Conventional wisdom says that Time is linear—comprised of Past, Present and Future. But many spiritual teachers and mystics state that there is only NOW. In the past or in the future, everything was, or will still be, NOW. Yes, it’s a lot to wrap a little lump of cerebral cortex around…

Unfortunately, my mind is not usually content to hang out solely in the this NOW… everywhere else but here always looks so much more inviting, less problematic… and probably was, or will be, so much better than it is now. The contemporary spiritual teacher Eckhart Tolle, author of The Power of Now, has written and taught extensively about this dilemma. Although he is not speaking specifically to the artist crowd, he is very clear that the full experience of being alive, not to mention any guidance that may be available, can only be experienced in this NOW. (I know from personal experience that this available guidance can even include practical information like what color to paint next, or even what to draw in the first place…)

I’m still trudging away on this journey back to the NOW… I’ll meet you there?

“Bird Thoughts (watercolor, pen and ink, colored pencil)

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c. Susan Sorrell Hill

I heard this morning that a dear friend had died…

Paul was a passionate scientist, active outdoorsman, open-minded philosopher and deeply spiritual man—a rare combination, in my experience. While he lived in my town, I saw him often: at the cafe where I worked, out for brisk walks through our tiny foothills town, reading his daily paper at the ancient library. We took a few mountain hiking and camping trips together, shared some excellent trout and pancakes, and once, on the back of his BMW, I was treated to his surprising enthusiasm for the sharp, fast curves on a motorcycle trip to a tiny cafe two hours away for a piece of “the world’s best pie.” Even then, he never let his ‘advancing years’ slow him down. When he moved to Alaska to be part of a spiritual community, and later on to Eugene for a scientific collaboration, it was harder for both of us to stay in touch. We were both very good at expressing our appreciation and love for each other in person, but our very busy lives usually superseded the demonstration of our friendship. Nevertheless, when we did connect, it was always as if no time or distance at all had passed. A special friend indeed. In his presence, I felt more ‘heard’ and respected than I think I had ever felt up to that point. And I noticed that it was not just me that he had this effect on… Perhaps his was the demonstration of what would these days be called ‘totally Present.’ In retrospect, I am realizing what a powerful gift it was.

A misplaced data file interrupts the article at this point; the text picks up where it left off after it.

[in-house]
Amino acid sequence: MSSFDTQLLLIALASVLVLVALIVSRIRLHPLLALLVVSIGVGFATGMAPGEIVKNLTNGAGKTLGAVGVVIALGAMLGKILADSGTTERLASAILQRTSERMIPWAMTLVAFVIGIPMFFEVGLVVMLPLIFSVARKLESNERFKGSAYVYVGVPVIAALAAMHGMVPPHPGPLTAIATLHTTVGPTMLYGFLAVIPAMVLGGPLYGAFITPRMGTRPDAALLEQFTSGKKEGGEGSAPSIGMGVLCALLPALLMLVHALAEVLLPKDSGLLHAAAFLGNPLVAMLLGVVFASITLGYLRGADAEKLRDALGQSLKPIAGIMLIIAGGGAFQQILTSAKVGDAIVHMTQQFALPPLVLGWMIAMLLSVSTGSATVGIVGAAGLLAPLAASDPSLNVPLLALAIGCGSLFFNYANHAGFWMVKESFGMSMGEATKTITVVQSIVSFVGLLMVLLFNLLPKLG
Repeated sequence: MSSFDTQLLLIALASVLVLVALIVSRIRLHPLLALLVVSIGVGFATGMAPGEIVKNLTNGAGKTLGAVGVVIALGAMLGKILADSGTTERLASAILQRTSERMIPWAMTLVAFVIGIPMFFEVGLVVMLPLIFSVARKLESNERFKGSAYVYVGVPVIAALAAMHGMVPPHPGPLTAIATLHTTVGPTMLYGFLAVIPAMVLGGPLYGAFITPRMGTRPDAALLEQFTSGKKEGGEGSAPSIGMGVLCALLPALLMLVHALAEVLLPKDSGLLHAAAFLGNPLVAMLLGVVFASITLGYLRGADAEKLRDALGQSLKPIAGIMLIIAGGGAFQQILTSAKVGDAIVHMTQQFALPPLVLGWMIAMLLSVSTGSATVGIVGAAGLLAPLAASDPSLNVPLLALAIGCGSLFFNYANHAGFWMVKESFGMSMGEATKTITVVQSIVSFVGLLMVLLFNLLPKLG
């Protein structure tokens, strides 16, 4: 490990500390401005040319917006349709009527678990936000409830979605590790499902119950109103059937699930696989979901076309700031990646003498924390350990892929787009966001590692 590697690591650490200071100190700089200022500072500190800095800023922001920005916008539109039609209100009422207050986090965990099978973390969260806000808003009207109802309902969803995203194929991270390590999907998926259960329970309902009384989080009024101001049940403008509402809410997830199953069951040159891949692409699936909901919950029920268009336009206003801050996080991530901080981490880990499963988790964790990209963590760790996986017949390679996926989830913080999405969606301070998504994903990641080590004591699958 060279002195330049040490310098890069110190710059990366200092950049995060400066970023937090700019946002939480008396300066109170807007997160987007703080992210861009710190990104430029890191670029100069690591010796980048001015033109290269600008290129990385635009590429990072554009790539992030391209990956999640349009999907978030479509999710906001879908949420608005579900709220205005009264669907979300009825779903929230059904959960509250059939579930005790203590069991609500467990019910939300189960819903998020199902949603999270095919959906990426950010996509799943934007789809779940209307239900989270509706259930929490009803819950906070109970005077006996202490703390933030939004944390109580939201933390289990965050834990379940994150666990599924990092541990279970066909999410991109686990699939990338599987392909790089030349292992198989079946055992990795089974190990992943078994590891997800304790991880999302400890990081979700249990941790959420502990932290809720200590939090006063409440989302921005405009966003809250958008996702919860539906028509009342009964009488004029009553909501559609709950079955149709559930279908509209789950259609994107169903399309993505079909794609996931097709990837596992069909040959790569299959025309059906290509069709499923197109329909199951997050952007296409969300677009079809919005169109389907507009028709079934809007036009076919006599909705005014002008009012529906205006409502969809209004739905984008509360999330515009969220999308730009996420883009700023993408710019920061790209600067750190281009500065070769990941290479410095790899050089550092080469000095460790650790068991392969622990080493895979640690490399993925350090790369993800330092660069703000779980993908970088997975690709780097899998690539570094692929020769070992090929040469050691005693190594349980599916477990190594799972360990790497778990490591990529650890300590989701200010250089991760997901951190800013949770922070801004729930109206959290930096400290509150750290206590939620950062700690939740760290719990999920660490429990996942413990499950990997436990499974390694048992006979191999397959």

His passing reminds me that friendships… and indeed all relationships… are not just a way to pass time, to keep out the dark or the loneliness. Friendships are an opportunity to witness the life of a fellow traveler, to affirm to each other the infinite value of our existence, replete with both struggle and triumph. They are most especially ‘food for the Soul’ when we ourselves fall prey to doubt and fear. Friendship is one of the opportunities to be fully Present with life, in all of its manifestations… now, before the moment has passed.

To my friend Paul… who gave the gift of his presence.

“In the hollows of quiet places, we will meet again. The quiet places where there is neither moon nor sun, but only the light of amber and pale gold from the hills of the heart. ”        Celtic blessing, Fiona MacLeod (William Sharp 1855–1905)

“Lisbeth’s Angel” (watercolor, pen & ink)